“We have to work together to hopefully understand each other’s way and to get along. Because we only have one planet, one shot, and one life.” – Dominick Thompson, founder of Eat What Elephants Eat.
What Should We Prioritize First?
The experts know their priorities.
Rebecca: “We need to lobby the government, but we also need to grow this movement out horizontally. This movement of small farmers who are farming without livestock. We need to get rid of the livestock and let the earth regenerate itself.”
Laurence: “This is going to be consumer-led. It is a consumer problem. The demand for cheaper animal products. This is the reason we are in the mess today. It is up to consumers to educate themselves. They’ve got to be able to identify sustainable farming systems. And veganic farming is the ultimate number one sustainable system.”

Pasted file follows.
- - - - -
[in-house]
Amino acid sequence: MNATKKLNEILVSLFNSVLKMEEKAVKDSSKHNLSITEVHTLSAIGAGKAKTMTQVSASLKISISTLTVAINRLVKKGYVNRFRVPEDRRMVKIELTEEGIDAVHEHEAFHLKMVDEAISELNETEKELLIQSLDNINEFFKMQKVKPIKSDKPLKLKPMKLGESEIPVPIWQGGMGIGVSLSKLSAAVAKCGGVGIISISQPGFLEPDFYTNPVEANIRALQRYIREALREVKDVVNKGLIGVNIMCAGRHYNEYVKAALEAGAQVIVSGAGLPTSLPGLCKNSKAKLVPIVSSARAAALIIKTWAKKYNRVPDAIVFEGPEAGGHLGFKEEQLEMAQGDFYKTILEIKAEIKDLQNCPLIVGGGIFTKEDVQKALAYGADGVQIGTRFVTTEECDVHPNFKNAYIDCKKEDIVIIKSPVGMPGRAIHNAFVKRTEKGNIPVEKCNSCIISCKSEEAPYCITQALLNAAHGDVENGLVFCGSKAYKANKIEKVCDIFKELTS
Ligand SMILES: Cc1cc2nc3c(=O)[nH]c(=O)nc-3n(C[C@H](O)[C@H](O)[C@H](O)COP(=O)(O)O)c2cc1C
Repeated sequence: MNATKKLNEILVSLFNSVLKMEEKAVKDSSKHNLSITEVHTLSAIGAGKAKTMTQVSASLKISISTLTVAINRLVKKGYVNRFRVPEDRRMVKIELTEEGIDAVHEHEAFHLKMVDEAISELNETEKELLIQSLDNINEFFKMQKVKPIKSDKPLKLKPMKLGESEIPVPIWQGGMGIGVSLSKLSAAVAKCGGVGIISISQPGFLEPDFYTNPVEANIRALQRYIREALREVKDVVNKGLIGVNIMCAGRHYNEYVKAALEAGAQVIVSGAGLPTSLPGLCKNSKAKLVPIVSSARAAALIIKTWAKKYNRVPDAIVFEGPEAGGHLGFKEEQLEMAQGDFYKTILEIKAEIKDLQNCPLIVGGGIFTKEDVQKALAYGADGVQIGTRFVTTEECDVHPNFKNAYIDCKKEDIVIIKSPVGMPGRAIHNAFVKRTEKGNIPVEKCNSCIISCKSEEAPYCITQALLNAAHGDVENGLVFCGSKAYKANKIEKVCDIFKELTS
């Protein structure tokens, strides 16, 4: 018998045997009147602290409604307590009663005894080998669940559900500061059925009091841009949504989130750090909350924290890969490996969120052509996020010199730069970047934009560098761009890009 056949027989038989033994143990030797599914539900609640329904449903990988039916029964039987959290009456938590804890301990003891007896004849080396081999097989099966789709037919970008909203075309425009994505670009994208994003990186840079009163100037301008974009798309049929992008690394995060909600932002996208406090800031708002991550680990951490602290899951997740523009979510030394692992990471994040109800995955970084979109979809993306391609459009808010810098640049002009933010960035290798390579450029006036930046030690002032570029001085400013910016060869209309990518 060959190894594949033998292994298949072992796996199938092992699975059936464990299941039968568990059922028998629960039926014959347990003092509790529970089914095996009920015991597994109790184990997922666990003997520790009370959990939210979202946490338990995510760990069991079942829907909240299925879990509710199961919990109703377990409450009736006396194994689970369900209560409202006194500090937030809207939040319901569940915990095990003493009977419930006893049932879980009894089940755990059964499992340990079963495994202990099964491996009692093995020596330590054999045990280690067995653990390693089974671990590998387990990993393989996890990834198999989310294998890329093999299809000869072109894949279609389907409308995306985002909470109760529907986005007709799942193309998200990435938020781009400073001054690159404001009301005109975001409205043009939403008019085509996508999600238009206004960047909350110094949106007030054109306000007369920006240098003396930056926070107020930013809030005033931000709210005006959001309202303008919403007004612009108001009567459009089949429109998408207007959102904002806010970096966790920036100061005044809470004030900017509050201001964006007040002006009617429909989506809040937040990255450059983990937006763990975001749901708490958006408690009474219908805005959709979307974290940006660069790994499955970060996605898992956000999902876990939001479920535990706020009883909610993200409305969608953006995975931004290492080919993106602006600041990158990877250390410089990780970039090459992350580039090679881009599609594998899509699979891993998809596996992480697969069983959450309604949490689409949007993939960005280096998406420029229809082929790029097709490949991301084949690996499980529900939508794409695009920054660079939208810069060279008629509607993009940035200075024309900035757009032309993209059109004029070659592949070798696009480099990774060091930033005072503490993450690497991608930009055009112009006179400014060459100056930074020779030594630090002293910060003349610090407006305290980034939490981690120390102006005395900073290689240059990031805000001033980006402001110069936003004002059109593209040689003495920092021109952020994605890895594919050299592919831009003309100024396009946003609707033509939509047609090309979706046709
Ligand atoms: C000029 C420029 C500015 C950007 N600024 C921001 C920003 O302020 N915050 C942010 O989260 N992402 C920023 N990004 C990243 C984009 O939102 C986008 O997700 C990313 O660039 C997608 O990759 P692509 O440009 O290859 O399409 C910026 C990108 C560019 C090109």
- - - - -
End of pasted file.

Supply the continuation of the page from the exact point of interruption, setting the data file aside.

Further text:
Helen: “Right now, ‘regenerative agriculture’ with animals has the ear of most representatives. That’s the way it is, and we have to change that. And one of the ways is to talk about plant-based fertility systems in terms of no-till. Because no-till – minimum soil disturbance – is also in everybody’s mind. One single thing we should be doing with the Farm Bill is pushing cover crops.”
Dr. Rao: “Now is the time to reduce our footprint and give the land back to nature so it can start healing. If the world goes plant-based, we can literally return 80% of the surface back to nature. To me, this is the number one thing we should be doing now to address climate change and biodiversity loss. To address all ecological problems that are happening. And the clock is ticking.”
“We need to look at all the resources we have that we are applying as a way of transitioning from the old to the new. In five years, either it’s going to be a completely different model, or we all will be dead. This is the choice we have.”– Dr. Sailesh Rao, Climate Healers.